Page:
A year on: the highs and lows of a new engineering education system
One of the last times I wrote anything for Ars Technica, I excitedly detailed our new electrical engineering curriculum. We were starting a pilot in February and I promised to write a follow up at the end of the academic year, which was in July. To be honest, I was so exhausted by the semester that I simply could not bring myself to write about it over the summer holiday.
Now, as we exit the Christmas holiday, I finally feel able to paint a picture. It’s not all bright colors and beautiful landscapes, but the view looks promising.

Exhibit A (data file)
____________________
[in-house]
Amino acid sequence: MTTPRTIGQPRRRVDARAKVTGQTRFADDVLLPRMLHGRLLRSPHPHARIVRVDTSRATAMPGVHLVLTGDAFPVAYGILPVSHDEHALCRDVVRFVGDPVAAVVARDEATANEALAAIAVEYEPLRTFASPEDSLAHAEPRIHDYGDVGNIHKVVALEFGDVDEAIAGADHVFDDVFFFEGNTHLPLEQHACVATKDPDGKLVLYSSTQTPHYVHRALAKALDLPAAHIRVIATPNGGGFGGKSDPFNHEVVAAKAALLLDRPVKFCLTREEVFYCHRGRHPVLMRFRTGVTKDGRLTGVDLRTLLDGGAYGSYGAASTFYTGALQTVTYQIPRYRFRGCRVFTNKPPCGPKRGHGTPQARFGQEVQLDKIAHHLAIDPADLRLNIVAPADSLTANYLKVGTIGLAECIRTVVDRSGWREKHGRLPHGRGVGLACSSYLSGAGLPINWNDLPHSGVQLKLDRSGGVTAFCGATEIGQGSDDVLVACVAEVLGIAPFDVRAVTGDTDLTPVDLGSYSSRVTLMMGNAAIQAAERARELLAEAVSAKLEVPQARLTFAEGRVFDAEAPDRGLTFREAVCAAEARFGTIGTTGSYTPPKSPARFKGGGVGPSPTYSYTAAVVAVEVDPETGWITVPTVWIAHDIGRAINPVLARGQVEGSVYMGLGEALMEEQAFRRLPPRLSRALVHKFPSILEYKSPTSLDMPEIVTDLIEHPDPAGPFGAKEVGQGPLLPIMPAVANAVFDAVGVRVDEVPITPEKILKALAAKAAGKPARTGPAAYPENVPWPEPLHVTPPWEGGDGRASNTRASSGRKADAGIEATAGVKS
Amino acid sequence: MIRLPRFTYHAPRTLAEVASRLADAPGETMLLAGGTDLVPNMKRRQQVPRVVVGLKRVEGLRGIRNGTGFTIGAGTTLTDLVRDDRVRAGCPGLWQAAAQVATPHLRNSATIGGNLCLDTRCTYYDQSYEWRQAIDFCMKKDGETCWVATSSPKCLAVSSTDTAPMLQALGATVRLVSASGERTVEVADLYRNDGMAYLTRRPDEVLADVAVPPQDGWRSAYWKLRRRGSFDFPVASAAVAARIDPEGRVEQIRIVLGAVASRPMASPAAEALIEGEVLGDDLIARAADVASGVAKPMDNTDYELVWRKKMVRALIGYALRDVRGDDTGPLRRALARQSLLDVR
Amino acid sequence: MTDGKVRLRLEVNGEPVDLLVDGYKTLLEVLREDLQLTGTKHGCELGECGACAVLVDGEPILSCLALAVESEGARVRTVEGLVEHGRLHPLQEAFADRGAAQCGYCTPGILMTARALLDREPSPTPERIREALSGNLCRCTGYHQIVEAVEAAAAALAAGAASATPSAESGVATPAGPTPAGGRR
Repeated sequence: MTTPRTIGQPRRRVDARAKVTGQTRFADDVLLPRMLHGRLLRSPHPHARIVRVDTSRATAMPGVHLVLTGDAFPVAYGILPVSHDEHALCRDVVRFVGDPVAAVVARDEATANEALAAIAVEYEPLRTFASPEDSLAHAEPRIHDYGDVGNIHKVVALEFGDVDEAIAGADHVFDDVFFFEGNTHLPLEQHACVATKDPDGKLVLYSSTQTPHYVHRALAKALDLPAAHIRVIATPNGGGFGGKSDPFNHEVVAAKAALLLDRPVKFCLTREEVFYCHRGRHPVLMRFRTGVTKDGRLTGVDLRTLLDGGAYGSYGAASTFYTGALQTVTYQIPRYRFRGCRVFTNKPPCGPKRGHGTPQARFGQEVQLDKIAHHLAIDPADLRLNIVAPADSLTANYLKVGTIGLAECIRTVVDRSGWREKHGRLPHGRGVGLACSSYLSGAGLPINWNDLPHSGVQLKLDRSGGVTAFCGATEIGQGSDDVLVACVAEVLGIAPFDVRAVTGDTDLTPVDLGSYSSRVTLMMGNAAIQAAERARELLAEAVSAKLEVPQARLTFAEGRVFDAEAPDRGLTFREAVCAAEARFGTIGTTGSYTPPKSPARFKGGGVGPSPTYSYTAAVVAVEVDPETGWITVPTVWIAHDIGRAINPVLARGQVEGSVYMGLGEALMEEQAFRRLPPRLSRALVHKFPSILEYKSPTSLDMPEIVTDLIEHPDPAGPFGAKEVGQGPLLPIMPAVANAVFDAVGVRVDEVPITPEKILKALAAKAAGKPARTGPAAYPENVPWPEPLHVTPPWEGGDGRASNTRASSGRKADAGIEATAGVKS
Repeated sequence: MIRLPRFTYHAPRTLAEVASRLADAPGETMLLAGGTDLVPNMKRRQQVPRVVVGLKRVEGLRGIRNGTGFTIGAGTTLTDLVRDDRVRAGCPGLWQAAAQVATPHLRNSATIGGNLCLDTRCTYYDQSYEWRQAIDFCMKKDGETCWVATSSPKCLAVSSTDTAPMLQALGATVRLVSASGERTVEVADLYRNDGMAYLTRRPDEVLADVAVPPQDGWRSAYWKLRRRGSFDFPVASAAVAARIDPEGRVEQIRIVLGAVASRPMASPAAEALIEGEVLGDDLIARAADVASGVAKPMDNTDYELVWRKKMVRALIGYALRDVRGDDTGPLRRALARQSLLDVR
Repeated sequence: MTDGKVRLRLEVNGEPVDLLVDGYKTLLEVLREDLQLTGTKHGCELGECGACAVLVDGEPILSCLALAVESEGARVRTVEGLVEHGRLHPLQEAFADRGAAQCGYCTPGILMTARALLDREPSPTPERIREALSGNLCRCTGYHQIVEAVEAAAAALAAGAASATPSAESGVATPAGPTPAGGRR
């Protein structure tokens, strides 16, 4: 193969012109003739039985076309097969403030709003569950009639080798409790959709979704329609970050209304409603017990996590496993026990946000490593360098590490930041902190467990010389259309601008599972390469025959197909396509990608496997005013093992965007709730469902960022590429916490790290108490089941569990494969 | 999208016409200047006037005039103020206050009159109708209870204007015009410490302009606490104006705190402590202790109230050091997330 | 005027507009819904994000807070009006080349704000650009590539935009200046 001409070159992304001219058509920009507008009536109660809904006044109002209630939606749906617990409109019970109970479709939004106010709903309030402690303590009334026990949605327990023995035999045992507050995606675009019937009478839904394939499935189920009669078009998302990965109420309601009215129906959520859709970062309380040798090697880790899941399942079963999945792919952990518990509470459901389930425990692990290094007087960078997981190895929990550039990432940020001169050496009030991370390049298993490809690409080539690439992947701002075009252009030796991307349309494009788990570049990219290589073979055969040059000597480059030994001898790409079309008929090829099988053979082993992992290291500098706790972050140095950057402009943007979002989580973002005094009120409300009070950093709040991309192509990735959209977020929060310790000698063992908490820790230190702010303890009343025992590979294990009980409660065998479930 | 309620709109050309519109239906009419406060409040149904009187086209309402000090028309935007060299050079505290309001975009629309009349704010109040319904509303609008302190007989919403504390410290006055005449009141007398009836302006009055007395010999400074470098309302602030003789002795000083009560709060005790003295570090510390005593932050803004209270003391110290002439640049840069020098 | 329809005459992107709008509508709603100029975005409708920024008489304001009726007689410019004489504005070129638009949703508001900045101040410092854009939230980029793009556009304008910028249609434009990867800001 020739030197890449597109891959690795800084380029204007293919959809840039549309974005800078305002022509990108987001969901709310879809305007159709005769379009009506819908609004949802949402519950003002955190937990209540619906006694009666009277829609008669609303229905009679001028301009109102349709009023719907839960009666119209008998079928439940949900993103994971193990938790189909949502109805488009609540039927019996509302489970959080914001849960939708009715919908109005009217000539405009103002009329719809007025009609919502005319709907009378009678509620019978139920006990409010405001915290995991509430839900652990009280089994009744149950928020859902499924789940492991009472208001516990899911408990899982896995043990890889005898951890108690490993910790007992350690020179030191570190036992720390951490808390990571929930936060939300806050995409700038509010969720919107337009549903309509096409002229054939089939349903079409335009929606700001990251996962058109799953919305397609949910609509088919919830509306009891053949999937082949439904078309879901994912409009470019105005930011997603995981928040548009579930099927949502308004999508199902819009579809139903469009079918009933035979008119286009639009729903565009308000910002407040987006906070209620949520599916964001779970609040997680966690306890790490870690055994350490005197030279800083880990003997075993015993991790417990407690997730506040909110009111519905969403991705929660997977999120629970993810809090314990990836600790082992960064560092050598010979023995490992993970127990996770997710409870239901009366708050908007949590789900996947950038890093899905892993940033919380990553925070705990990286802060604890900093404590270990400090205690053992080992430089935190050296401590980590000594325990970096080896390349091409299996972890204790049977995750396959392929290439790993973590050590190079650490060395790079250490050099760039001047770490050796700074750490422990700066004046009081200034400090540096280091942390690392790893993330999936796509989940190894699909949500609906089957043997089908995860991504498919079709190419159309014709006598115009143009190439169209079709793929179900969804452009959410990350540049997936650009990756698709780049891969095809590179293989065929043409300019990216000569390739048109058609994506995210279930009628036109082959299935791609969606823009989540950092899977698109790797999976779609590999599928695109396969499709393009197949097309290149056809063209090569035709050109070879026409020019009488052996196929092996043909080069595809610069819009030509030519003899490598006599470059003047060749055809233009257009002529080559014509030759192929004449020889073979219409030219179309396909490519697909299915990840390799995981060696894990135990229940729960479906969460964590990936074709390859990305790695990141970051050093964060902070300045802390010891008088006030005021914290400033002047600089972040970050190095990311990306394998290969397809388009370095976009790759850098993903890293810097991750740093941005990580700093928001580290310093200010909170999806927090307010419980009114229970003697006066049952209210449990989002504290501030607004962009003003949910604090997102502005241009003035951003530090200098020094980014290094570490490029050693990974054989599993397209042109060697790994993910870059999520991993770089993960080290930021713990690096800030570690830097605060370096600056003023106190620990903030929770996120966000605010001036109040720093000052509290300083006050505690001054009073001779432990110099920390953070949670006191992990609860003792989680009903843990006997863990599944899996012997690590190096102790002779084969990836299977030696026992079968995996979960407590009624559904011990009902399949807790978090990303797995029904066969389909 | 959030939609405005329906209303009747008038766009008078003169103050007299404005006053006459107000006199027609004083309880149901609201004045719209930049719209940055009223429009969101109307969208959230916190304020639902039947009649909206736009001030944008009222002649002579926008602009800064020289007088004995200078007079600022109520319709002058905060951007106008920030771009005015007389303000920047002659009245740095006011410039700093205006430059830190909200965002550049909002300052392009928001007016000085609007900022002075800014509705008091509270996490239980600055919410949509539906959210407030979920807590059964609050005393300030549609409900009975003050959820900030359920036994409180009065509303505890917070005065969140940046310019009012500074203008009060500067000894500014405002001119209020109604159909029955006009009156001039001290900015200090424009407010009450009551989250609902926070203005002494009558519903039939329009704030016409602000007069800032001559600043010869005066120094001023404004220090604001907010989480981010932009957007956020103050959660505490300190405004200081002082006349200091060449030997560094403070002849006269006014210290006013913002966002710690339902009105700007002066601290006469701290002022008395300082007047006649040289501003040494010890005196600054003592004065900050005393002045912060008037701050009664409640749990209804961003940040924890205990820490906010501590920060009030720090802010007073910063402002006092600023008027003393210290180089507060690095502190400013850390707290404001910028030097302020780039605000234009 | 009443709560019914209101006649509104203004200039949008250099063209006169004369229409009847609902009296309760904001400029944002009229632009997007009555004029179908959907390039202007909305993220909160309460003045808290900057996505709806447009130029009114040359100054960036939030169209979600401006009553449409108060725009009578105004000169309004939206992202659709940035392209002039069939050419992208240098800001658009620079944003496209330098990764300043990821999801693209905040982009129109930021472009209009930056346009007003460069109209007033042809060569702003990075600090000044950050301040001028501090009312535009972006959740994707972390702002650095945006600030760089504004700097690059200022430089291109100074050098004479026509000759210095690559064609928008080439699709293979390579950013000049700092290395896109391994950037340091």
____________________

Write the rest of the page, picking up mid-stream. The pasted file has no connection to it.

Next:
For those of you who don’t remember the earlier piece, a summary: we switched from a traditional course-based curriculum to a project-based curriculum, where the students had to choose how to show that they could use their electrical engineering knowledge. The philosophy is that being able to apply knowledge and skills in the right context is a good signal that someone understands what they've learned. That means we have to set the right context and provide the students the opportunity to acquire the right knowledge and skills. We are, as I said early, not there yet. But the progress is now visible. If I were to summarize what we have learned in the past year: good educational tools really matter, global communication with students has to be effective, and teachers have to subordinate their lessons to the project. The tools Prior to this new approach to teaching, I have gone through various iterations. I’ve tried being that teacher with a million slides per lesson. I’ve tried being the chalk and talk teacher with no slides. I’ve tried being the teacher with bells-and-whistles interactive lesson material. In a traditional setup with a focus on direct instruction, the tools are up to the individual teacher. In an integrated curriculum, where the students are expected to take the initiative and need timely and good feedback, the tools really really matter and cannot always be left up to the individual teacher. When we started in February, our current learning management system couldn’t easily support us. A modern learning management system was promised and I managed to get us in the pilot for its roll out… but it wasn’t going to be available until the middle of the semester. We still didn’t have a good tool to support the students, who needed to gather what they've done into what we termed portfolios. And, we didn’t have a good way to formalize the feedback given to students. In the end, the first half of the semester ended up based on Microsoft Teams. Teams is Sharepoint in a suit and bowtie that hides the missing arm, broken knee, and brain damage. The students' portfolios were basically folders with permissions manually set to restrict access. Channels were used to store relevant learning material, exercises, and project information. No one, not even the teachers, knew where to find anything. Moving to Canvas, our new learning management system, improved matters. Since that was also new to us, however, we could not make the best use of it. After half of one semester, the one clear need was for some good tools and the ability to make consistent use of them. Advertisement The teachers The teachers were caught out by the new style of teaching. The idea is that the students should take more responsibility for their education. Student choice and freedom should be expressed in their project and the sort of evidence of competence they delivered via that project. This also means that students have the choice of attending lessons and practicals—it is their education, and if they don’t want to show up to class, that is their choice. This was a huge cultural change for our teachers, and they were constantly asking each other how they could enforce student attendance. And I was constantly having to tell them that they shouldn’t even try to. Some of the teachers took student choice to mean that the student should get choices in everything. For example, one teacher simply set some goals for an assignment (what the assignment should show). The students responded to that by producing individualized assignments—and very good results too. But then the teacher was faced with a class of individualized assignments to grade: a task that takes quite a bit of time. That would have been okay, if that was the only assignment and was included in the portfolio (which it could have been). But it wasn’t the only assignment, and the students did not realize that they could and should use the assignments as evidence. So, the teacher was stuck with much more grading than he should have had to do, which was then wasted because of poor communication. Other teachers simply continued with their old routine of assignments, with the expectation that students would provide feedback to each other on their assignments. But, with no way to enforce feedback, he found himself giving feedback on every assignment from every student, which was also not the intention. The teachers also found it incredibly difficult to work with the student projects. Since each student was working on something different, the teachers were never sure what was relevant or not to the students… and didn’t really ask either. On the positive side, the students came up with some pretty good ideas about what they wanted to build. And even scaling the ideas to something they could do within the time allowed and the knowledge that they could build in that time was also not so difficult. But the teachers were entirely unprepared for the demands that that would create. For instance, the students all needed to know about connecting things like accelerometers to a microprocessor early in the project. But the software teacher was building up from variables, control statements etc… (using a compiled language) and that left very little time for the students to figure out how to read data from their sensors. In the end, individual students did deliver partial results for their projects, but a lot simply did not know how to deliver evidence of their knowledge, or even what counted as evidence. The students The students suffered from many doubts, and were very confused about what could or could not be used as evidence. Poor communication was at the root of this. Thanks to poor tools, communicating with the students and providing an easy and clear way to build up a portfolio was really difficult. The promised feedback was very limited. The group mentors were not able to keep track of what the students were up to, and the individual teachers were not able to translate their classroom contact into feedback for either assignments or the student project work. This left the students swimming in a sea of uncertainty. Even knowing when to work was uncertain. We divided the day: morning was lessons and afternoon was project work and self-study. But, the project work and self-study was not in the student roster. The school Corona rules said that students were only allowed at school for project work and practicals, but since it wasn’t in the roster, the students were not sure if they were allowed at school. End result: much less actual project time than expected. Advertisement Version 2.0 We started the new approach with a small group of 15 students. The September cohort would be about 100 students, so we needed to make some changes. Since we had shown that none of the teachers were prepared to cope with students that had individualized projects, we created a single “kit” project for the first half of the semester. In that project, the students could demonstrate about 90 percent of what was expected for first half of the semester. Again, there was a valley of uncertainty. The first task for the students was to attempt to figure out what they needed to do to complete the project. After about two and a half weeks of struggling, we gave them a project introduction. Every student attended, and every student sprang into action directly afterwards. The teachers were horrified when I said that this was exactly what I wanted (although the introduction was a week too late): we give the students the chance to progress on their own, and then provided a lesson to help them over a barrier. The students were (for the most part) really happy. By week five, a regular group were showing up early in the morning and leaving sometime after five in the evening. At the end of the project period, these students were way ahead of where we expected our first years to be at this point under the old curriculum—at least in terms of what they could do in practice: laying out circuits, taking measurements, soldering components, calculating required resistor values. Of course, the depth of knowledge at a theoretical level wasn’t as easy to demonstrate in the project, so we have our doubts about that. However, the philosophy is about context. This project doesn’t require that depth. The next projects require an increasing level of depth. Teachers were more familiar with the learning management system (though still struggling with it), but the new portfolio plugin for the learning management system was (and is) inadequate. Students didn’t know how to use it, the mentors didn’t know how to use it, and nobody took the time to learn (there are only so many hours in the day). The end result was that a lot of students that we thought were performing really well—and even had demonstrated that their devices worked—did not submit any evidence at all for grading. It was a weird experience: high student satisfaction, low-to-middling teacher satisfaction, and low-to-middling academic results. Needed tweaks One thing that became clear to the teachers is that they really need to change their lessons. The idea is that you really build your lessons around the project. That often means taking a top-down approach, where you first focus on how and why you should do something, and only afterwards build the theoretical underpinnings up. Now that the teachers have experienced this, a number are going back through their material and reshuffling to the match the project better. Another issue was the mentoring. In the first semester, we trialed a tool that was advertised as a good way for students to track their own progress (and for mentors to track student progress). It was a failure. Feedback was also still an issue, because teachers were still lumbering themselves with multiple assignments that they then needed to check, which is a very slow process. The project for the second half of the semester—currently underway—is not a kit project, but was still well defined and relatively complete. And again, the teachers and students are dealing with the mismatch between the project requirements and the order of their lessons. We now track student progress much more simply: each mentor group keeps a single power point file. Every student adds (at least) two slides that summarizes the week’s activities and the plan for next week. On top of that, a slide that tracks the progress of the group’s project and the current project budget. It is very quick for the students to go through this with their mentor and the mentor to ask questions. Even better, it is excellent evidence for personal and project planning that has already been reviewed and had feedback. We have also changed the way feedback is delivered. First, we have built in a scheduled feedback moment in the middle of the project period. In these moments, each project group gets feedback from all the teachers in one go. Second, the learning management system has a feedback tool built in. In this tool, the teacher gives oral feedback to the student in class (or wherever) and the student writes a summary of the feedback in the tool. The teacher can then rate the student (good, middling, poor) and respond to the summary, and you’re done. For the teacher, this is much quicker, and it assesses the student’s response to the feedback rather than the feedback itself, which is the more important aspect. Another aspect that still needs improvement is ease of assessment. At the moment, we still assess in islands, while the goal is an integral assessment. The only reason that this hasn't been changed is that this sort of under-the-hood change needs to go through a multistage review process, which takes time. It will be ready for the students who start in February, but the current cohort will go through one year of island assessment, unfortunately. Advertisement To the second year and beyond The students who started in February will be entering the second year soon. We have taken the lessons from the first two semesters on board. In each semester of the second year, half of the academic credits are in a single block with an attached project (a self-driving model car for this group). The project defines the content of the curriculum, and has to be expansive enough that every student can take ownership of one part of the project. The project is then supported by direct instruction, practical exercises, and more. The second block is purely up to the students to choose. There are no scheduled lessons, and the students are instead given a coach. The only hard limit on what the students can choose to study is that someone qualified has to be able to assess them. In practice, the students are clustered by their interests, and assigned a coach who can provide guidance at either a high level—the coach does not have detailed subject knowledge and guides the learning process—or a low level—the coach has detailed subject knowledge and can provide instruction as well as guiding the learning process. Even though we have not begun, about half the students have already made choices. That, as expected, turned into a negotiation process as well. There are some things that we simply will not support (how to install industrial equipment, for instance). And we will not let students become too narrow in their interests. Essentially, the students come with a vague idea, which we encourage them to turn into something concrete. Then we review that, and make changes with the students alongside. The nice thing is that with the clustering of interests, the projects and topics are also quite similar, so this negotiation process is quite quick. My impression is that both the teachers and the students are in a superposition of excited and terrified by this process. A long hard year It has been a long and hard year. The pandemic has made everything a little more difficult, and the teachers had to work a lot harder. We have made some mistakes along the way. But we are also in a much better place than we were a year ago. Most of the teachers are confident that they can make it work. The end result will not be exactly what I envisioned at the beginning, but it will have all the hallmarks of the underlying philosophy.